Who doesn’t enjoy a doughnut’s lightly puffed, sweet sugary carbs each morning? Or is that a donut?
The doughnut has long been a treat that was first enjoyed in the Middle East and introduced to the Americans via European immigration. But why is there such an argument over how it is spelled?
The fact is that the shortening of the word to donut didn’t occur until the mid-20th century when a brand decided to highlight their pastry with a funky new name. Although doughnut is still the popular (and correct) spelling, everyone knows what you mean when you use donut in its place.
Let’s take a closer look at how this all came about.
What’s the Difference Between Doughnut and Donut?
The dictionary-approved spelling for the ring-shaped cake made of dough and fried in fat is doughnut. The shortened version, donut is a variant of doughnut and has been around since the late 1800s. But, it wasn’t popularized until the late 20th century when the successful American doughnut chain Dunkin’ Donuts made it ubiquitous. Today, writers outside the U.S. still favor doughnut by a wide margin. Donut appears about a third of the time in published American writing.
Donut is a simpler spelling, so it may grow even more common now that it has a foothold.
History of Doughnut
As the graph highlights, the original spelling of doughnut is definitely the favored option in the English language. These sweetened oily cakes have been enjoyed for hundreds, if not thousands of years, when people dropped the unleavened dough into the hot oil.
Flavored with honey and other spices, various forms of this fried lump of dough delicacy have been adopted by many cultures over the years – resulting in our favorite morning pastry treat marked by a centered hole and sweet sugars and glazes.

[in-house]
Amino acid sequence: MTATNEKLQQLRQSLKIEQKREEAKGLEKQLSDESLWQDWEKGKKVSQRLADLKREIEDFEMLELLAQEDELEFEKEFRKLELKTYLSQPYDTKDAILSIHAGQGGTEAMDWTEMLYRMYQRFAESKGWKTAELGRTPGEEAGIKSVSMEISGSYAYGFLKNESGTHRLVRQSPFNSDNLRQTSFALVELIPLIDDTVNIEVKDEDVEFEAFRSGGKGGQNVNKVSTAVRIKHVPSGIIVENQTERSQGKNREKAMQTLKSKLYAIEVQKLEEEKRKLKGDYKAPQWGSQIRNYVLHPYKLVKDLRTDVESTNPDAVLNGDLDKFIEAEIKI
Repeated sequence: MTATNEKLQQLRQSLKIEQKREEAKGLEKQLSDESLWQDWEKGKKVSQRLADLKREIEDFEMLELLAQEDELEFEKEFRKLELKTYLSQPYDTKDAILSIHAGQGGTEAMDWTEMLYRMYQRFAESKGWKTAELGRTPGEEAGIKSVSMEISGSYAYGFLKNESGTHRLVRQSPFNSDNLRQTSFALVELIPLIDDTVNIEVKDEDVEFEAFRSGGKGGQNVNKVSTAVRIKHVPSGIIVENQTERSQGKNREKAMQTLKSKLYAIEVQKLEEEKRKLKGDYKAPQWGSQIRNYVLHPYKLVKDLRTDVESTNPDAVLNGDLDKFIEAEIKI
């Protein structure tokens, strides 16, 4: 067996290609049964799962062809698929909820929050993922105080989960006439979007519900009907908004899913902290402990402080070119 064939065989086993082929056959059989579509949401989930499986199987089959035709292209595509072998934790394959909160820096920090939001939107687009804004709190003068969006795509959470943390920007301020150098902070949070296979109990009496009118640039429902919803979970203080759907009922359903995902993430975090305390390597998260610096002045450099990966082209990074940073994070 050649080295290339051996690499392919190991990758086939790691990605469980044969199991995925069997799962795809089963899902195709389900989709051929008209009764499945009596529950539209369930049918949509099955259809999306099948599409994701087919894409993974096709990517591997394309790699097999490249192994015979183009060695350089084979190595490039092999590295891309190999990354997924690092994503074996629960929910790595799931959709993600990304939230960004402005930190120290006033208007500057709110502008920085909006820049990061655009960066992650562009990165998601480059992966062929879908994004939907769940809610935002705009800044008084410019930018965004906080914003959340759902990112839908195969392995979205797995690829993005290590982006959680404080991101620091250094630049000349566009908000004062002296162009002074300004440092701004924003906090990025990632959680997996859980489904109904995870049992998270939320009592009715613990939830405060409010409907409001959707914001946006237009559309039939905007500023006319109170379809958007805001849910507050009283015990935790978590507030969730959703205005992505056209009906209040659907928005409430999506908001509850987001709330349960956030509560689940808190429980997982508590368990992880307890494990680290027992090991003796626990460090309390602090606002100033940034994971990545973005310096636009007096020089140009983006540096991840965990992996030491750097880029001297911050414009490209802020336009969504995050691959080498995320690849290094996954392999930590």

Donut became a shortened, Americanized spelling of doughnut in the mid-1800s. But the spelling didn’t catch on in popularity until it was used in marketed brand names such as Dunkin’ Donuts. That led to its use in more and more local donut shops and chains.
Despite the trend and recognition, doughnut is the preferred and official dictionary spelling, especially outside the U.S.
Examples of Doughnut in Sentences
Throughout the English-speaking world, most edited publications favor doughnut spelling over donut. Here are a few examples from publications in the U.S. and overseas:
- I say that almost every morning when I get out of bed, even though I have never made a doughnut in my entire life. [The Atlantic]
- The corporation is vacating the doughnut-shaped T.V. Centre by 2015. [Guardian]
- Hundreds more were lost in the near-collapse in November of doughnut chain Krispy Kreme. [Sydney Morning Herald]
But donut appears fairly often, and it’s no longer just an American thing. For example, these publications are from New Zealand, England, and Canada, respectfully:
- I counted at least four bakeries and sampled a truly marvellous donut in the main square. [Stuff.co.nz]
- Was it because the blog outed their favorite little-known coffee and donut shack, bringing hordes of unwanted tourists to their undercover hangout? [Independent]
- Smith has the amazing ability of making you feel great, even if you’ve just downed a donut. [Toronto Sun]
Whether you prefer doughnut or donut, you can’t go wrong with these spellings. Both are correct spellings and are widely used throughout the world. Although doughnut is the preferred spelling and more popular overall outside the U.S., it isn’t considered a more formal option compared to donut. The bottom line is, use whichever spelling you prefer.
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